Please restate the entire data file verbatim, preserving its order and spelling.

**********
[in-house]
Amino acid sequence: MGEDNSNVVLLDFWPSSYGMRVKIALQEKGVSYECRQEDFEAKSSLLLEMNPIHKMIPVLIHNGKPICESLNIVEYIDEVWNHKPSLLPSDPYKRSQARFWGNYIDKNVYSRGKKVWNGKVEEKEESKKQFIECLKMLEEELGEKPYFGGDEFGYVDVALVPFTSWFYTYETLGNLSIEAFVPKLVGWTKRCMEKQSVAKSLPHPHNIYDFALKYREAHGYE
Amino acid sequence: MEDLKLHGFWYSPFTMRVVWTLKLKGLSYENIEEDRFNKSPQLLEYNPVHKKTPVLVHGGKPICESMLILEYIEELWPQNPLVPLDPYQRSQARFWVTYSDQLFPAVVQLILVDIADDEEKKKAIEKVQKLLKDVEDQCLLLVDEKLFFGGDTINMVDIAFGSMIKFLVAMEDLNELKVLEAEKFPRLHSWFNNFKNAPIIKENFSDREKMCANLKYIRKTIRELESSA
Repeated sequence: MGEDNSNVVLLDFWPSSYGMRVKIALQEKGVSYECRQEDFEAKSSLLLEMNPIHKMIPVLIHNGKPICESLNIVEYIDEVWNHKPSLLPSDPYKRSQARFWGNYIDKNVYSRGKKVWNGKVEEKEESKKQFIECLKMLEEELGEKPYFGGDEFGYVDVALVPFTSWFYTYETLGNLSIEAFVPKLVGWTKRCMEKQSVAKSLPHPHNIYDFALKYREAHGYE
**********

[in-house]
Amino acid sequence: MGEDNSNVVLLDFWPSSYGMRVKIALQEKGVSYECRQEDFEAKSSLLLEMNPIHKMIPVLIHNGKPICESLNIVEYIDEVWNHKPSLLPSDPYKRSQARFWGNYIDKNVYSRGKKVWNGKVEEKEESKKQFIECLKMLEEELGEKPYFGGDEFGYVDVALVPFTSWFYTYETLGNLSIEAFVPKLVGWTKRCMEKQSVAKSLPHPHNIYDFALKYREAHGYE
Amino acid sequence: MEDLKLHGFWYSPFTMRVVWTLKLKGLSYENIEEDRFNKSPQLLEYNPVHKKTPVLVHGGKPICESMLILEYIEELWPQNPLVPLDPYQRSQARFWVTYSDQLFPAVVQLILVDIADDEEKKKAIEKVQKLLKDVEDQCLLLVDEKLFFGGDTINMVDIAFGSMIKFLVAMEDLNELKVLEAEKFPRLHSWFNNFKNAPIIKENFSDREKMCANLKYIRKTIRELESSA
Repeated sequence: MGEDNSNVVLLDFWPSSYGMRVKIALQEKGVSYECRQEDFEAKSSLLLEMNPIHKMIPVLIHNGKPICESLNIVEYIDEVWNHKPSLLPSDPYKRSQARFWGNYIDKNVYSRGKKVWNGKVEEKEESKKQFIECLKMLEEELGEKPYFGGDEFGYVDVALVPFTSWFYTYETLGNLSIEAFVPKLVGWTKRCMEKQSVAKSLPHPHNIYDFALKYREAHGYE